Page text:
TD: Perhaps this might be a better question for President Obama or something. It’s so big. I'm a black cis-male and thus I can somewhat speak on behalf of cis-black men. However, I'm more interested in speaking to them. I do think we need more access to art, theater, and better books (by authors of color), in schools predominantly of color. However, I'm interested in black men acknowledging their power as well as privilege and any allegorical work which might derive from any inquiry of that. Writing poetry is, of course, a way of processing emotions. But, what happens when we view systems as cages and us as not animals but real, living human bodies perceived like that of neglected animals? I like poetry with few easy answers, mostly just the turbine of questions. I think they inherently spark discourse and if we can get this discourse popping outside the classroom, the casual readers and thinkers and writers might talk about what the poem can do rather than just its “bars.”
MMS: You serve as a mentor in many different capacities. Please describe the kind of work you do as a mentor in New York City and also tell us which artists help sustain your spirit.
TD: I’ve taught drum & poetry workshops at Rikers Island, The Langston Hughes House, and several schools across Queens. I have to get kids to think they can write poems before they can actually write. I encourage them to participate and ask questions. Then, I introduce them to different forms as a challenge. One exercise in empathy I came up with was to anthropomorphize an animal in a zoo or a cage, characterize them similarly to yourself as the writer, and write about yourself but from their eyes and their relationship to the given space (if that makes sense). The whimsy and the becoming which resides inside a child’s writing brings me joy and sustains me. I also love the look on a person’s face when they happen upon a book like Olio by Tyehimba Jess and discover what a contrapuntal poem is.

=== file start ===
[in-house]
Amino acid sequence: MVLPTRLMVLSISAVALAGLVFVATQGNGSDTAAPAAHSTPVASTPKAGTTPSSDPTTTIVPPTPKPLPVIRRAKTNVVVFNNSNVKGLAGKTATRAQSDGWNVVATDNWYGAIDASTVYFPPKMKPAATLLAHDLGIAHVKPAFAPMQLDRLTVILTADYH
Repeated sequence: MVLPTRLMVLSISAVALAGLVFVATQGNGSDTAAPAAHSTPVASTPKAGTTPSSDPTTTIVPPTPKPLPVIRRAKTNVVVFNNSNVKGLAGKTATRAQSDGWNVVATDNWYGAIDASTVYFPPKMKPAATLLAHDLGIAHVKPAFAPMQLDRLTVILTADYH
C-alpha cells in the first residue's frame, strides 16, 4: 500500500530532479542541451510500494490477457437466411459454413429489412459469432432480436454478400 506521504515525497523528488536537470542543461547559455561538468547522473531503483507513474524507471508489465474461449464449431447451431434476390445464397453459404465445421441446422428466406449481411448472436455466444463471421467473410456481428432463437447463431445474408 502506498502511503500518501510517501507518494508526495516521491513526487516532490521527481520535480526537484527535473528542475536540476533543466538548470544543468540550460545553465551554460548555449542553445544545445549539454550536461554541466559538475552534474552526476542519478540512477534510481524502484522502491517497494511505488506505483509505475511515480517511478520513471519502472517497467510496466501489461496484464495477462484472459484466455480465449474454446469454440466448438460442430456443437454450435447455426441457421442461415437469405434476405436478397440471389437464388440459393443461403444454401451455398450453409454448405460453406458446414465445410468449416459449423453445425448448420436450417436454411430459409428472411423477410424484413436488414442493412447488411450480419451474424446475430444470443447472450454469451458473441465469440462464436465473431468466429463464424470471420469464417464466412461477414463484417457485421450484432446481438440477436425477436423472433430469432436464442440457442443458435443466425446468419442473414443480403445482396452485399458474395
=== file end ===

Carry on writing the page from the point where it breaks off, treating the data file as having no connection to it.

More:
MMS: Along with other poets from Urban Word NYC, you appear in a short, online film based on Cynthia Manick's poem "Things I Carry Into the World." How did this project come about and will there be more?
TD: This was idea brought together by Pat Heywood & Jamil McGinnis, casted by Shannon Matesky, Safiya Martinez, Adam Falkner & other good folks at Urban Word NYC. We each helped direct our individual poetry which came out of Things I Carry Into the World. The idea for my video was for the lens of the camera to be a younger version of myself looking at me now. The individual videos aren't but if you follow on Instagram or Twitter @southsidepoems then I can keep you posted!
MMS: Thanks, Trace. Is there anything else you'd like to share about your work or upcoming projects?
TD: My name is Trace Howard DePass. I'm a percussionist, playwright, beat-boxer, and teaching poet from South Jamaica, Queens (who is looking to fill up his 2018 calendar with work). Right now, I’m working on my curriculum centered around drums, poetry, and how they have continuously built on each other for centuries! My debut book of poems, self-portrait as the space between us, will be out this Spring 2018! Thank you, great weather for MEDIA!
"[requiem] for the boy telling of the time his body was not his" by Trace DePass can be found in The Other Side of Violet (great weather for MEDIA, 2017).
Poetry and prose submissions for great weather for MEDIA anthologies are open October 15 to January 15.